This article may contain affiliate links. Please read my disclosure for more info.

My backyard gently slopes away from the house, which is a good thing for keeping the basement dry.

But when it rains, water rushes away from the house and pools up in certain low spots that became boggy. Whatever I planted there seemed to just limp along. So I started researching ways to manage this problem.

When I used the following tips for growing in wet soil and selecting the right crops, my garden was a lot more successful. Now, those wet areas are some of my favorites in the garden!

Growing in Wet Soil

Growing in saturated soil is a challenge because it can drown plant roots, which require oxygen to breathe. This can lead roots to rot, fungal diseases to develop, and ultimately, spell death for the plant.

If you have an area with wet soil in mind for planting, the soil should drain 24-48 hours after a rain.

If your growing area meets this qualification, take heart! By managing the growing area properly and planting the right crops, this challenging site can become a cherished and productive garden area.

Raised planting areas are a good idea, because they allow your wet-tolerant crops to access the water as well as oxygen for healthy roots and proper uptake of nutrients. Try planting berms on contour or raised beds.

In addition to preparing a successful planting area, there are plenty of edible crops to choose from.

The following crops may adapt to having temporary wet feet and may grow in those areas that become boggy directly after a rain. Just be sure that those areas drain soon afterwards and dry out between rains.

12 Crops for Wet Soil

Now for the fun part: Planting your wet-soil garden and reaping a harvest!

#1: Aronia Berry (Aronia Melanocarpa, common name: black chokeberry)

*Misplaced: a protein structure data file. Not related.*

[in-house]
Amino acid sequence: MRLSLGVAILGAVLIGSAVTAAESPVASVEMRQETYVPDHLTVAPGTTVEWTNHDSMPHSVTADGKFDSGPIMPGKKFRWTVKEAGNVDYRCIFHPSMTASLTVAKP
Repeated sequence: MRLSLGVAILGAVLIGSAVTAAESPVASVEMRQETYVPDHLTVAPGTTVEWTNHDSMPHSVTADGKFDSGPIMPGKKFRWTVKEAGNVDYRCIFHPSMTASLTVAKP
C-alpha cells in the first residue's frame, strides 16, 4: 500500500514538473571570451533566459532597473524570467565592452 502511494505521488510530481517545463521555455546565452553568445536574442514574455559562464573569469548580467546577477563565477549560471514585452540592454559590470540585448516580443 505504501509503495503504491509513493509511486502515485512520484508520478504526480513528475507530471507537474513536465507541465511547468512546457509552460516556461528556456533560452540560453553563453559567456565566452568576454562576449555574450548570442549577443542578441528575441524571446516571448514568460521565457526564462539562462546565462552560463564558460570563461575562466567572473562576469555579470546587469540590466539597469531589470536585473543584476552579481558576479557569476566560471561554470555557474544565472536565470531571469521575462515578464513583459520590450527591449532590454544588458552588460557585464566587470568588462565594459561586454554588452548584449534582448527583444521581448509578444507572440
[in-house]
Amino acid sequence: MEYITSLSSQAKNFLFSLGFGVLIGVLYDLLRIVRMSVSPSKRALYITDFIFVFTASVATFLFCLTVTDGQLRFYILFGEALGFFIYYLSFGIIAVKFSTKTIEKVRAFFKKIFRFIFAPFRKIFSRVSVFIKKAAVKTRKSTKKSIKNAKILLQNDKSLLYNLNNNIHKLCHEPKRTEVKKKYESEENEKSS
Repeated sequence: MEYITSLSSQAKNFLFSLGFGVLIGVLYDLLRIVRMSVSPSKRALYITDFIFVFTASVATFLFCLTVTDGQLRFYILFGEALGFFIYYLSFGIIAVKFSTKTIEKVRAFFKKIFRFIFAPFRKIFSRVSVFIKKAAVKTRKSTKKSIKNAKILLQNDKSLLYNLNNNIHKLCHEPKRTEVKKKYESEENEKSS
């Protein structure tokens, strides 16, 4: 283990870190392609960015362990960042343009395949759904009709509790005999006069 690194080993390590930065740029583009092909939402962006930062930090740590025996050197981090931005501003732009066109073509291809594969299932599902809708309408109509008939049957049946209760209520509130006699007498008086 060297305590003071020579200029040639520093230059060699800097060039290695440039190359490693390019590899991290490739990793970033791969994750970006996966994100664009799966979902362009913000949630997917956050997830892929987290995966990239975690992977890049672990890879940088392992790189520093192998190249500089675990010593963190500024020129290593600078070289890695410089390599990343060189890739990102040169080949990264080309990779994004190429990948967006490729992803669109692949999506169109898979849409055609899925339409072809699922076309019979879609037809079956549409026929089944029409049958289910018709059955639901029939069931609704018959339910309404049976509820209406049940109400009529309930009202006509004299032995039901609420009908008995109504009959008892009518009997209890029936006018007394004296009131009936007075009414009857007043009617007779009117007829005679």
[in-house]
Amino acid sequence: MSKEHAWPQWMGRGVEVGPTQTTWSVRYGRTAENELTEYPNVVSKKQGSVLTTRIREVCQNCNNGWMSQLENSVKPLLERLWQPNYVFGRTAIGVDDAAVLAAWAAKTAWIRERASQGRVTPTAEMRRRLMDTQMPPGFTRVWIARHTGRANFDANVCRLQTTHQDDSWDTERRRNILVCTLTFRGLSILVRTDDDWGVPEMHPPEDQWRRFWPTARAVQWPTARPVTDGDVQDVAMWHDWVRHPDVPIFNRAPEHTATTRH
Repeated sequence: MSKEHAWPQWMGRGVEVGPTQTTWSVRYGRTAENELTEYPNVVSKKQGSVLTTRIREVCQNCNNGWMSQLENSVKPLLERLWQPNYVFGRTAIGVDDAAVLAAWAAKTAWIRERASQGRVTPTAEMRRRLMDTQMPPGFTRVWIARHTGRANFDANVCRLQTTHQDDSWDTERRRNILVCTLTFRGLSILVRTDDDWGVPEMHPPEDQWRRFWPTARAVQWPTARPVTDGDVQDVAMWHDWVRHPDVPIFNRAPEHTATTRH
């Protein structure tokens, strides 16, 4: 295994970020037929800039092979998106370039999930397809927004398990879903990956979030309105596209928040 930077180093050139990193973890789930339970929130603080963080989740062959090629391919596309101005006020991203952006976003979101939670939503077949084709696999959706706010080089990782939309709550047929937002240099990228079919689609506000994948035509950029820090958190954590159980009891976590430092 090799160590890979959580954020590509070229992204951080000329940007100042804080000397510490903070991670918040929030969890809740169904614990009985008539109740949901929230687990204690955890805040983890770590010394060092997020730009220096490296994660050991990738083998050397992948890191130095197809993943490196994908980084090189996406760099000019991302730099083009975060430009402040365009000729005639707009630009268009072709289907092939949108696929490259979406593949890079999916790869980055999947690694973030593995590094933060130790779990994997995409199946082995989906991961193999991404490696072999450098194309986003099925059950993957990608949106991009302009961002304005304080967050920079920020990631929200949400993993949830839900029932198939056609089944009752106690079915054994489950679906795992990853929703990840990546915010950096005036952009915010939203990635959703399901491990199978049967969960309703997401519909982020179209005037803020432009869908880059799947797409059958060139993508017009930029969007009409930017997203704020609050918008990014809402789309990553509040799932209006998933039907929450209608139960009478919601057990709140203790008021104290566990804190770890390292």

Aronia berry has recently been dubbed a superfood for its high antioxidant content, even more than blueberries or elderberries.

Because they are a tart berry, they are most often frozen for use in smoothies, or made into preserves, liquors, or any other way you enjoy using tart berries. Aronia enjoys acidic soil.

Pollination: Self-fertile
USDA Hardiness Zones: 3-8
Sun Exposure: Full to partial sun
Size: 3-6 feet tall
Wildlife: Birds enjoy the berries, but is deer resistant (protect when young).
Harvest window: Late summer through early fall.

Read more about growing aronia in my article All About Aronia: Grow Your Own Superfood Berries.

Aronia berries

Photo by Wendy Cutler via Flickr

#2: Asparagus (Asparagus officinalis)

A common garden crop, few people know that asparagus can tolerate temporary wet soil. Wild asparagus is often found growing in ditches.

USDA Hardiness Zones: 3-8
Sun Exposure: Full sun
Size: 3-5 feet tall
Wildlife: Much like humans, deer will enjoy those tasty spring shoots, but they will not bother the mature asparagus fronds.
Harvest window: February through July.

Here is the variety of asparagus that I like to grow.

Would you like to learn more about using edible perennials to improve the biodiversity of your garden, reduce maintenance, and increase yield?